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Sentence of the Week

January 22, 2011 Leave a comment Go to comments

On turning to the Seattle Times’ sports section Wednesday morning, I saw a piece about Seattle Mariner outfielder Milton Bradley that opened with the following astonishing sentence:

A former major-league general manager said Tuesday night there would have to be specific language in Milton Bradley’s contract for his arrest on suspicion of making a felony threat to alter his deal.

Have you read it? Can you make sense of it? Do you have the impression that Bradley was arrested for threatening to alter his deal, and that such a threat is apparently felonious? Is there any other way to interpret this sentence without additional information?

On reading further into the article, I was eventually able to figure out what the writer, Geoff Baker, was trying to convey. Here are the issues:

1. Bradley allegedly made a criminal threat the day before against a woman and was arrested.

2. The Mariners owe Bradley $12 million for the coming season.

3. The Mariners wouldn’t comment on the situation, following club policy.

4. Baker, in need of some further insight about how the team might handle Bradley’s contract, contacted a former GM, who spoke on condition of anonymity.

5. The issue arose in their conversation of whether the Mariners would be able to forgo paying Bradley salary that was guaranteed under his contract: “The former GM . . . said the language needed to convert contracts from ‘guaranteed’ to ‘non-guaranteed’ is very specific. ‘It depends on the guarantee language,’ he said. ‘If the guarantee language includes a felony conviction, it allows the contract to be converted to a non-guaranteed form if that player is convicted of a felony.'”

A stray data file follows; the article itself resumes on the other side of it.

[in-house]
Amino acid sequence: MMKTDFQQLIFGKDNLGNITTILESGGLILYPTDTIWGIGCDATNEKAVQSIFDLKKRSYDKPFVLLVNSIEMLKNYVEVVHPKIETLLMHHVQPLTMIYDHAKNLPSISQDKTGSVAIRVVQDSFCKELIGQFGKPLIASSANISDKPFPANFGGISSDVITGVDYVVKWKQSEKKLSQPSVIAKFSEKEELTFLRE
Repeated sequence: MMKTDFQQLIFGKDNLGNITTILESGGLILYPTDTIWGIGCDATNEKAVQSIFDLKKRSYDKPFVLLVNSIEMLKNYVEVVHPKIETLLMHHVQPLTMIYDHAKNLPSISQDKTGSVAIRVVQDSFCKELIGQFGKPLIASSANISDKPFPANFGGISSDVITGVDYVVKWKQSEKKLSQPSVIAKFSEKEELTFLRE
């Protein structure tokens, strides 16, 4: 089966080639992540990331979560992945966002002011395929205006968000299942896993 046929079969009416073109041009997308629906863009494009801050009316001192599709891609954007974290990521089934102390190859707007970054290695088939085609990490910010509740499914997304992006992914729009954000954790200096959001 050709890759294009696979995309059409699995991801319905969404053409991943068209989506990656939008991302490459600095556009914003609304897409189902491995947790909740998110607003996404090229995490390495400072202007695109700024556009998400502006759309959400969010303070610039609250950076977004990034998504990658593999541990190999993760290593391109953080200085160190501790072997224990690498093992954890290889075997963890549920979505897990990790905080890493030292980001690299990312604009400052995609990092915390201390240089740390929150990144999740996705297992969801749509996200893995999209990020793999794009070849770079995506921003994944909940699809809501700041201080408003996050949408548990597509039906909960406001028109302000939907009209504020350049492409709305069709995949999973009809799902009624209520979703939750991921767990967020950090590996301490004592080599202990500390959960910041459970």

It’s now possible to return to the opening sentence and see that Baker was, perhaps prematurely, explaining that Bradley’s deal with the Mariners might be alterable in light of the alleged felony, if language in the contract addressed such a scenario. Of course, the location within the sentence of the phrase “to alter his deal” is awkward at best, but one can parse it once one has enough information. The sentence needs re-writing, but more, it needs re-locating within the article. Even the fact that it opens with mention of a former GM is utterly mysterious until later.

I am relieved, in any case, to know that threatening to alter one’s contract is not a felony.

Categories: Baseball, Journalism, Language
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